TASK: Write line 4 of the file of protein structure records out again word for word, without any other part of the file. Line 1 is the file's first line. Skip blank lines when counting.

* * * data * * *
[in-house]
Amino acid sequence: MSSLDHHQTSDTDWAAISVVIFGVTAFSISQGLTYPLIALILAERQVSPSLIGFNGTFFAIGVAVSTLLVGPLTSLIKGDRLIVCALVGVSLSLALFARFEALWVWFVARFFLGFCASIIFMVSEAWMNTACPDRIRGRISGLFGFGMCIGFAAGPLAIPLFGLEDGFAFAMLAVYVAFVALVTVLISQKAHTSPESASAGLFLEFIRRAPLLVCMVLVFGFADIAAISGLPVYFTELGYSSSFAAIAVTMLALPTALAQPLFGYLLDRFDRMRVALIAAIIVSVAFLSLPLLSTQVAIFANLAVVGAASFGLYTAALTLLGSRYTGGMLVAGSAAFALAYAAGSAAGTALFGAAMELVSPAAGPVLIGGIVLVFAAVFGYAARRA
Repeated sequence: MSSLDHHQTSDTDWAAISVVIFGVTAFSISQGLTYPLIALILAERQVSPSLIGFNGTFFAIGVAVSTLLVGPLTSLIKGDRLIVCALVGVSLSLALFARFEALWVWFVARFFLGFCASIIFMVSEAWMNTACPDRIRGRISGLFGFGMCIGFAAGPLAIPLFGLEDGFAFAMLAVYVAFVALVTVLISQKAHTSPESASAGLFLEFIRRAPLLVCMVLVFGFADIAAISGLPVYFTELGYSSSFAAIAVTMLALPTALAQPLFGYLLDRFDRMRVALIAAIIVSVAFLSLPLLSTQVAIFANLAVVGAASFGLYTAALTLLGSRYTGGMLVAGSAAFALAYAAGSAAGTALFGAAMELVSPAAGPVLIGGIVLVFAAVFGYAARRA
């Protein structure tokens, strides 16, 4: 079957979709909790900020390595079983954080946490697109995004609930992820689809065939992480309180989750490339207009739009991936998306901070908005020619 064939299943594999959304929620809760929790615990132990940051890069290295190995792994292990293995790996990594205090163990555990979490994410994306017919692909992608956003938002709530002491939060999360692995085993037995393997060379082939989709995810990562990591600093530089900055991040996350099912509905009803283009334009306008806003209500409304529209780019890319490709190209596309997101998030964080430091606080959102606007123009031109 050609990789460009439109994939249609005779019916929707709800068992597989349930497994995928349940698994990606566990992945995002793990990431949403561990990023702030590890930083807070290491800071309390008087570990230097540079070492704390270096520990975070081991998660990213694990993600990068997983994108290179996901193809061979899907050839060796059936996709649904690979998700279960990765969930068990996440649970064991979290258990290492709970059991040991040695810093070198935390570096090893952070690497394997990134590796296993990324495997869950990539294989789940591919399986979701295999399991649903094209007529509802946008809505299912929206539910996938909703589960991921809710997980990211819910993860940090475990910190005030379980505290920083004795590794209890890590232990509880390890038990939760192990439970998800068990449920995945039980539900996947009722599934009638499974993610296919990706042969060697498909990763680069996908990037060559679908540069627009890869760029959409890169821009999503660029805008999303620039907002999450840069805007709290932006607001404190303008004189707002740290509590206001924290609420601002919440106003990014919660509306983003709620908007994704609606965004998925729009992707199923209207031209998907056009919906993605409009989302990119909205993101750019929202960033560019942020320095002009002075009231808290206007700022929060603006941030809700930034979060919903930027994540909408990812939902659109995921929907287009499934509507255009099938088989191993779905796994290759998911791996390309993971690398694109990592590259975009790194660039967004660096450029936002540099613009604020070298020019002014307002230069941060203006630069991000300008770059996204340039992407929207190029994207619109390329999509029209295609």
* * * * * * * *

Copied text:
């Protein structure tokens, strides 16, 4: 079957979709909790900020390595079983954080946490697109995004609930992820689809065939992480309180989750490339207009739009991936998306901070908005020619 064939299943594999959304929620809760929790615990132990940051890069290295190995792994292990293995790996990594205090163990555990979490994410994306017919692909992608956003938002709530002491939060999360692995085993037995393997060379082939989709995810990562990591600093530089900055991040996350099912509905009803283009334009306008806003209500409304529209780019890319490709190209596309997101998030964080430091606080959102606007123009031109 050609990789460009439109994939249609005779019916929707709800068992597989349930497994995928349940698994990606566990992945995002793990990431949403561990990023702030590890930083807070290491800071309390008087570990230097540079070492704390270096520990975070081991998660990213694990993600990068997983994108290179996901193809061979899907050839060796059936996709649904690979998700279960990765969930068990996440649970064991979290258990290492709970059991040991040695810093070198935390570096090893952070690497394997990134590796296993990324495997869950990539294989789940591919399986979701295999399991649903094209007529509802946008809505299912929206539910996938909703589960991921809710997980990211819910993860940090475990910190005030379980505290920083004795590794209890890590232990509880390890038990939760192990439970998800068990449920995945039980539900996947009722599934009638499974993610296919990706042969060697498909990763680069996908990037060559679908540069627009890869760029959409890169821009999503660029805008999303620039907002999450840069805007709290932006607001404190303008004189707002740290509590206001924290609420601002919440106003990014919660509306983003709620908007994704609606965004998925729009992707199923209207031209998907056009919906993605409009989302990119909205993101750019929202960033560019942020320095002009002075009231808290206007700022929060603006941030809700930034979060919903930027994540909408990812939902659109995921929907287009499934509507255009099938088989191993779905796994290759998911791996390309993971690398694109990592590259975009790194660039967004660096450029936002540099613009604020070298020019002014307002230069941060203006630069991000300008770059996204340039992407929207190029994207619109390329999509029209295609």